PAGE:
|Tuesday, January 7
Updated: March 12, 9:01 PM ET
Understanding what you're watching
By Fran Fraschilla
Special to ESPN.com
There's an old coaching adage that says, "It doesn't matter how much the coach knows, it matters how much his players know." With that in mind, welcome to ESPN.com's Hoops 101.
Call me ESPN.com's "coach" here at Bristol University. And, as the season winds its way to March Madness, I'll try to cover as many different aspects of the games you'll be watching each week. We'll go inside basketball's strategy and tactics to help you better understand what led up to those wins and losses. From the Kansas fast break to Syracuse's stifling 2-3 zone, we'll take you inside the huddle and onto the practice floor to show you what it takes to reach the dance.
Here is a look at the class syllabus. Consider the final exam a take home test the day after the Final Four:
Exactly what are the X's and O's? Believe it or not, every season during our first basketball meeting with the team, my coaching staff answers the same question -- whether players ask or not -- by going up to the blackboard to teach our newcomers the "language of basketball". Or, the "X's and O's". You'd be surprised how often a player with the skills to play this game hadn't been exposed to this basic aspect of coaching.
So, we'll started from the basics. The language will help you follow along with each weekly topic, as well as what the play-by-play, or analyst is talking about during the broadcasts throughout the year.
Let's get started!
Offense and Defense
Movement of the Players and the Ball
A dribble is designated by a "squiggly line" and a pass is a "dotted line". (Diagram 3)
Areas Of The Court
Down screens free up players usually moving away from the basket to help them get in position for a jump shot. (Diagram 6).
Flare screens most often occur randomly in "motion offense" as a player moves from the inside of the court off the screen to the outside of the court. Rick Majerus' Utah Utes are as good as anyone at executing the flare screen. (Diagram 7)
Staggered double screens are an excellent way to free up an outside shooter with two consecutive screens usually set by a team's two big men. (Diagram 8)
Screen the screen plays are tricky to defend because the man guarding the first screen must protect the basket against a lay up and then get back out to defend his man, who comes off the second screen for a jump shot. (Diagram 9)
The UCLA cut is something we'll cover in more detail later in the course. This takes place when a guard rubs off the screen from his teammate at the elbow and cuts to the low post for a lay-up or a post-up. (Diagram 10)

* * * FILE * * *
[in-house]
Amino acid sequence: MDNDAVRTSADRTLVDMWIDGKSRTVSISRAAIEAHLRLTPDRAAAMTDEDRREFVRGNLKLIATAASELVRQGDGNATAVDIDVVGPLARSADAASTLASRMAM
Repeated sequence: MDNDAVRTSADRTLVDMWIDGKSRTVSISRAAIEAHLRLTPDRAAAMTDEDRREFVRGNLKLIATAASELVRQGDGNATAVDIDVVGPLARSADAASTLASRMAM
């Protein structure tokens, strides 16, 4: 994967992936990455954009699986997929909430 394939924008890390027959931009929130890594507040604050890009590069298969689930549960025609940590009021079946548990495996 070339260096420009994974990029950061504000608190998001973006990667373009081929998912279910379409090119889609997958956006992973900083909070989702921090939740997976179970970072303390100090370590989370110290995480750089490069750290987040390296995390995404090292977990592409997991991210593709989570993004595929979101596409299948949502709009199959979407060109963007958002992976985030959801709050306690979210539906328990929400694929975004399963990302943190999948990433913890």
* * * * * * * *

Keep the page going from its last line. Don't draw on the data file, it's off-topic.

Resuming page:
America's Play (Diagram 11) is named as such because it seems like everyone in the country runs this play. It is in a "box set" and starts with a cross screen in the post and then ends with a staggered double screen.
A sound play for a good jump shooter gives him two routes. (Diagram 12) This is what we call a "single-double", which allows 2 to have the option of coming off the single screen or the double screen.
Here is an example of two zipper cuts. (Diagram 13) As 1 dribbles to the left wing, 5 screens down for 2. This play allows 1 to either pass to 5 posting up or pass to 2. As 2 catches the pass, 4 screens down for 3, who comes off looking for the jump shot. The "straight down" action of the screen are why we call this a "zipper cut".
Anyone who is familiar with "old school" basketball is familiar with the screen and roll play. (Diagram 14) We usually use a big man to screen on the basketball. Does the big defender switch onto the smaller, quicker guard? We want the 1 to try to get into the lane and set up 4 "rolling" into the lane. Or, in the case of a great shooting big man like Matt Bonner of Florida, popping out to the three point line for the jumper before the defender can recover.
We use the roll and replace in the screen and roll at the top of the key as a way to get one big man rolling to the basket and replacing him with the other big man who usually a good shooter. In this diagram, 4's man stays in the lane to protect the basket as 5 "rolls" which usually means that 4 will be open coming to the top. (Diagram 15)
While we will cover offenses that get the ball frequently into the low post later in the year, we want to cover the post split now. A lot offenses you'll see during the season will feed the post man and split off of him in an "X cut" designed to cause confusion on the part of the defenders. And, keeping them occupied makes it less likely that they can help on the post man. (Diagram 16)
That's all for our first class in Hoops 101. There may be a weekly "pop quiz," so start studying.
Send in your Hoops 101 questions. Fran Fraschilla will answer a few of them next week.
Fran Fraschilla spent 23 years on the sidelines as a college basketball coach before joining ESPN this season as an broadcast analyst. He guided both Manhattan (1993, 1995) and St. John's (1998) to the NCAA Tournament in his nine seasons as a Division I head coach, leaving New Mexico following the end of the 2001-02 season.